Relat­ed Con­tent:

Down­load Two Har­ry Pot­ter Audio Books for Free (and Get the Rest of the Series for Cheap)

Take Free Online Cours­es at Hog­warts: Charms, Potions, Defense Against the Dark Arts & More

The Quan­tum Physics of Har­ry Pot­ter, Bro­ken Down By a Physi­cist and a Magi­cian

Cel­e­brate Har­ry Potter’s Birth­day with Song. Daniel Rad­cliffe Sings Tom Lehrer’s Tune, The Ele­ments.

Har­ry Pot­ter Pre­quel Now Online

Col­in Mar­shall hosts and pro­duces Note­book on Cities and Cul­ture and writes essays on cities, lan­guage, Asia, and men’s style. He’s at work on a book about Los Ange­les, A Los Ange­les Primer. Fol­low him on Twit­ter at @colinmarshall or on Face­book.

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Comments (19)
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  • Jeremy says:

    I real­ly think J.K Rowl­ing should con­sid­er re-writ­ing the Har­ry Pot­ter series from Dumbledore’s per­spec­tive.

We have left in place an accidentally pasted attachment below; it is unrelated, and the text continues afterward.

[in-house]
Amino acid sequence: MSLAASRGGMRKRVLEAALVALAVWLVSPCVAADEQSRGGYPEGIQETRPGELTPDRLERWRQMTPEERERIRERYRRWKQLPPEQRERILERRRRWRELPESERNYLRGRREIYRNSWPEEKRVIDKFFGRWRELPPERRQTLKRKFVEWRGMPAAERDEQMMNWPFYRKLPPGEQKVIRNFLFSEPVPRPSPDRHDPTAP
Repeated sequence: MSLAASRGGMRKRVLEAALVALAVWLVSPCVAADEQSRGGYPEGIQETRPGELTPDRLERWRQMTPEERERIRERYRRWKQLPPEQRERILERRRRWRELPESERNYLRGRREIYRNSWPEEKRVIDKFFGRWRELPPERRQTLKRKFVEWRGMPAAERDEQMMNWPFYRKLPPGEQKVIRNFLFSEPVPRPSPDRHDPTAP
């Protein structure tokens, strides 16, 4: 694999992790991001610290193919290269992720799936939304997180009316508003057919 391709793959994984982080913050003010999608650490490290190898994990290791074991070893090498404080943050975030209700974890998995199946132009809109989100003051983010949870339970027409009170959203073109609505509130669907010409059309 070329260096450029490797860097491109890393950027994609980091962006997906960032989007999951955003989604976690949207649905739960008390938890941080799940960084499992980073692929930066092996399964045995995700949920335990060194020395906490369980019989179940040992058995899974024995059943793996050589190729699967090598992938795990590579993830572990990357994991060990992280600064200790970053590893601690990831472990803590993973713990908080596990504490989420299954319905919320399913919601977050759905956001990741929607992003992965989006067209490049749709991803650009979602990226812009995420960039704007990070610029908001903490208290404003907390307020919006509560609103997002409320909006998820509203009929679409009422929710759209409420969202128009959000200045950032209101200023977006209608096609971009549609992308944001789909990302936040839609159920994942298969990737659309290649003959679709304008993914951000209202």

Start the series with Dumbledore’s childhood/ friend­ship with Grinde­wald, the death of his sis­ter, as well as back­ground on his rela­tion­ship with his broth­er Aber­forth. A per­fect end to this book would be the epic bat­tle where Dum­b­le­dore defeats Grinde­wald (his once best friend) and in turn ris­es to pow­er.

    I hope I’m not alone in won­der­ing where Dum­b­le­dore is on all of his hor­crux mis­sions that take him away from Hog­warts at the most inop­por­tune moments; what bet­ter way to delve more into the wiz­ard­ing world than through the eyes of the wis­est (and def­i­nite­ly old­est) wiz­ard of Harry’s time? Dumbledore’s age would also mean we could poten­tial­ly see the likes of Hagrid, James and Lil­ly, Severus, and many more char­ac­ters we love but don’t know as well as The pri­ma­ry Pot­ter char­ac­ters.

    Call the series “Dumbledore’s Army” and be done with it

  • Kevin T. Johns says:

    It looks sur­pris­ing­ly sim­i­lar to Heller’s Catch 22 spread­sheet.

  • John reader says:

    Any­one who accus­es some­one of over plot­ting is a crap­py no-name writer.

  • Aaron Wolf says:

    @Jeremy: Tons of fan authors already do stuff like rewrit­ing books from oth­er per­spec­tives. It’s the fun­da­men­tal cul­tur­al process. Unfor­tu­nate­ly, it’s also ille­gal. But it’s absurd that you can have inter­est­ing cul­tur­al ideas like that and be cen­sored from mak­ing or read­ing them…

  • E Campbell says: